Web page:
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How to get a mortgage if you’re self-employed
You'll need to show steady income over two years to get approved.
If you’re self-employed, you’ll need to demonstrate steady work history and recent tax returns to get a mortgage. And watch out for lenders who charge high interest rates for self-employed workers.
Can I get a mortgage if I’m self-employed?
Yes, but you’ll need to verify your income. Expect to provide your tax returns from the past two years, and some lenders may ask for bank statements showing your annual income.
Lenders want evidence of steady income, or even better, income that’s slowly increasing. If you made less than the previous year, that could hurt your chances of approval with some lenders.
How can I increase my chances of approval?
Lenders want to make sure you’re a creditworthy borrower and won’t default on the loan. Here’s some of what they like to see:
- Good credit score of 620 or higher
- Low debt-to-income (DTI) ratio
- Consistent work history going back at least two years
- Cash reserves that can cover several months of mortgage payments if your work slows down
- Steady profits, if you own your own business
You’ll also need to produce documents to show proof of steady, reliable income going back a minimum of two year. Expect your lender to want to see the following:
- Personal tax returns for the last two years
- W-2s if your income is from your business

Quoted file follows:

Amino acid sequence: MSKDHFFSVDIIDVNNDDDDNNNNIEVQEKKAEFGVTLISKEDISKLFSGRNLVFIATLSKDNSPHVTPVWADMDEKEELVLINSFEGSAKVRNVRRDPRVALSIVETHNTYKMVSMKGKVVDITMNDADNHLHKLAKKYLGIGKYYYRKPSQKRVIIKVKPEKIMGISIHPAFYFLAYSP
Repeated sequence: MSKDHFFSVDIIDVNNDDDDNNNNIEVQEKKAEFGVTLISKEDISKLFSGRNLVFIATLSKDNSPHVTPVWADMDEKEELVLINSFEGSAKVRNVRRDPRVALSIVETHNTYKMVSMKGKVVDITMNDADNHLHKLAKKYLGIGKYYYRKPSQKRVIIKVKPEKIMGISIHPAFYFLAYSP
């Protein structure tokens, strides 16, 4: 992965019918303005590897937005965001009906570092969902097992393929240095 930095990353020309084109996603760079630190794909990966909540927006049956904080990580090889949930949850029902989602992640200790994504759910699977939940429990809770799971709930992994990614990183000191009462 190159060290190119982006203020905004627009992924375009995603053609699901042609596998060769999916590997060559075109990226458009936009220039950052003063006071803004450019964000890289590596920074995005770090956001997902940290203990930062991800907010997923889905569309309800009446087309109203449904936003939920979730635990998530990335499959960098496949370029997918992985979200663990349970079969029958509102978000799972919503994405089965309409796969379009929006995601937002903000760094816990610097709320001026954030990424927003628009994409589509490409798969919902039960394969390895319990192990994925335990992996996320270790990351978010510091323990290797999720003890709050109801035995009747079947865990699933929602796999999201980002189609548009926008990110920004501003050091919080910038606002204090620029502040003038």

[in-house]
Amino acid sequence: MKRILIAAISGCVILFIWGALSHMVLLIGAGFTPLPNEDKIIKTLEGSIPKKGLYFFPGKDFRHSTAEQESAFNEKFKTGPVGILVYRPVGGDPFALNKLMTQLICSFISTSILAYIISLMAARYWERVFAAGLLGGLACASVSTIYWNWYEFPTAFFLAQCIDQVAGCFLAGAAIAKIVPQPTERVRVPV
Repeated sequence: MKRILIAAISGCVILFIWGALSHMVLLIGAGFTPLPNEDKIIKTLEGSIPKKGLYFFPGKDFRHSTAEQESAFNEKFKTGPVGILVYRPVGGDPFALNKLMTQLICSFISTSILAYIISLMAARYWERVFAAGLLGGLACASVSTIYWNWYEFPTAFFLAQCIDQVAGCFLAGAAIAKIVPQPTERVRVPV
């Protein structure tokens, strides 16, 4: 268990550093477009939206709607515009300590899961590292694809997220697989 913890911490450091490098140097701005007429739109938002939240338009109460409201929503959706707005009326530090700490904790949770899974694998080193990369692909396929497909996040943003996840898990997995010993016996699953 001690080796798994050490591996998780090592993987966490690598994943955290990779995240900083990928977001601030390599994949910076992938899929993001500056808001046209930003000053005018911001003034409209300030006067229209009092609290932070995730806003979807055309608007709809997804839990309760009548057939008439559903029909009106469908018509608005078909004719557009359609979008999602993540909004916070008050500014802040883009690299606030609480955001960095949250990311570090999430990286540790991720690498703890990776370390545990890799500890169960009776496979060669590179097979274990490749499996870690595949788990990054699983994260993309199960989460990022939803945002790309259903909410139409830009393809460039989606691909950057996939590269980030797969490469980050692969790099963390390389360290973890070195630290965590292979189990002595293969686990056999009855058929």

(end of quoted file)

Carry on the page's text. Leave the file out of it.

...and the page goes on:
- Business tax returns
- Year-to-date profit and loss statements
- Balance sheets
And if you own a business you may need to show:
- A list of current clients
- Your licensed, certified personal accountant
- Membership to a professional organization
- Any licenses you or your business may hold
- Evidence of insurance for your business
- Legal name of business
Example: John applies for his first mortgage
After three years working as a freelance writer, John is ready to buy his first home. He’s saved $10,000 and can cover the cost of his rent and monthly expenses with his income. The lender he choses looks at his post-tax income and feels confident he could afford monthly payments of $810.
This allows John to borrow $150,000 at an interest rate of 4.94% for 30 years. Since this was a conventional loan with closing fees, he chose to buy a smaller home and borrow only $135,000. This allowed him to make his monthly payments without worrying when his income fluctuates.
What to watch out for
Self-employed borrowers face unique benefits and risks when applying for a mortgage. Here are a few things to consider:
- Higher fees and rates. Some lenders may charge you extra fees or higher interest rates if they perceive you’re a higher risk.
- You may need an accountant. Lenders could request to contact an accountant to verify your income.
- Risk of default. If your income fluctuates from month to month, you run the risk of defaulting on your mortgage after a slow month. Take out a mortgage you can comfortably afford and keep a savings account with a few months’ income if possible.
Compare mortgage lenders
If you’re self-employed and thinking about buying a house, you’ll need to jump through some extra hoops. Gather all of your financial documents before getting started and compare mortgages from different lenders to make sure you’re getting the best rate.
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